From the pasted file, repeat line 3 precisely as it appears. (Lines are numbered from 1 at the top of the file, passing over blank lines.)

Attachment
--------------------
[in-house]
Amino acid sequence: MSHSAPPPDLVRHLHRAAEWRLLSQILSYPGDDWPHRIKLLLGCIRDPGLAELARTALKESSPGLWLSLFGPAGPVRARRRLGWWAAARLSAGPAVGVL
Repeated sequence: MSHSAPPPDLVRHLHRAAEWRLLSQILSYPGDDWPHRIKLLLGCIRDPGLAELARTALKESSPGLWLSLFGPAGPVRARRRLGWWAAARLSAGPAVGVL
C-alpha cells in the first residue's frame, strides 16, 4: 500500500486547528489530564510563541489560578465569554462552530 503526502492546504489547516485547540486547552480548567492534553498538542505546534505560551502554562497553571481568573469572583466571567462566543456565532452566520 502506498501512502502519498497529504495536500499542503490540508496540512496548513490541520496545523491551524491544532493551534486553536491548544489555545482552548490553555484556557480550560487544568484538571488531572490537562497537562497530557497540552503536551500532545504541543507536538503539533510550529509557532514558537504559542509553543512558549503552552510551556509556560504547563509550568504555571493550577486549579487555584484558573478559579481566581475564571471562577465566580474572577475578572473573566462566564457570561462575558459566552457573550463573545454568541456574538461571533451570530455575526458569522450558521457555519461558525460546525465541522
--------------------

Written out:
Repeated sequence: MSHSAPPPDLVRHLHRAAEWRLLSQILSYPGDDWPHRIKLLLGCIRDPGLAELARTALKESSPGLWLSLFGPAGPVRARRRLGWWAAARLSAGPAVGVL